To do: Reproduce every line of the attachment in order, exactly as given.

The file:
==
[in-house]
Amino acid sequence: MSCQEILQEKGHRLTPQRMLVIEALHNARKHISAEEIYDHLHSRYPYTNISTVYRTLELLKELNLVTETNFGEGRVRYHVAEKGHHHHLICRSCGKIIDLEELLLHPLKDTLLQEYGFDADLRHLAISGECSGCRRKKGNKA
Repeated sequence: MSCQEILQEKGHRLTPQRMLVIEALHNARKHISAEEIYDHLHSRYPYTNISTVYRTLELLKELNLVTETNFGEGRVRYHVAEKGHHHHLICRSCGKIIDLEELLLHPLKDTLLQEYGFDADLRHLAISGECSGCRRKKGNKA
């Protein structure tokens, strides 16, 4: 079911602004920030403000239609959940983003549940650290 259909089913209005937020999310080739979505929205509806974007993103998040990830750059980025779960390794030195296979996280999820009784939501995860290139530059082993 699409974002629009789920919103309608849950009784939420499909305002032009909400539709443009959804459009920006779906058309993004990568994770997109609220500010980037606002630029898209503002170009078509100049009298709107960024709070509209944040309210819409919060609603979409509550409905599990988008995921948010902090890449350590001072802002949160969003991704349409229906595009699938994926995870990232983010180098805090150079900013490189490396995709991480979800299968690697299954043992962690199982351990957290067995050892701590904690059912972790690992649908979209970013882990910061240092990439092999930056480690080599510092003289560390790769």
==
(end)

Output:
[in-house]
Amino acid sequence: MSCQEILQEKGHRLTPQRMLVIEALHNARKHISAEEIYDHLHSRYPYTNISTVYRTLELLKELNLVTETNFGEGRVRYHVAEKGHHHHLICRSCGKIIDLEELLLHPLKDTLLQEYGFDADLRHLAISGECSGCRRKKGNKA
Repeated sequence: MSCQEILQEKGHRLTPQRMLVIEALHNARKHISAEEIYDHLHSRYPYTNISTVYRTLELLKELNLVTETNFGEGRVRYHVAEKGHHHHLICRSCGKIIDLEELLLHPLKDTLLQEYGFDADLRHLAISGECSGCRRKKGNKA
């Protein structure tokens, strides 16, 4: 079911602004920030403000239609959940983003549940650290 259909089913209005937020999310080739979505929205509806974007993103998040990830750059980025779960390794030195296979996280999820009784939501995860290139530059082993 699409974002629009789920919103309608849950009784939420499909305002032009909400539709443009959804459009920006779906058309993004990568994770997109609220500010980037606002630029898209503002170009078509100049009298709107960024709070509209944040309210819409919060609603979409509550409905599990988008995921948010902090890449350590001072802002949160969003991704349409229906595009699938994926995870990232983010180098805090150079900013490189490396995709991480979800299968690697299954043992962690199982351990957290067995050892701590904690059912972790690992649908979209970013882990910061240092990439092999930056480690080599510092003289560390790769």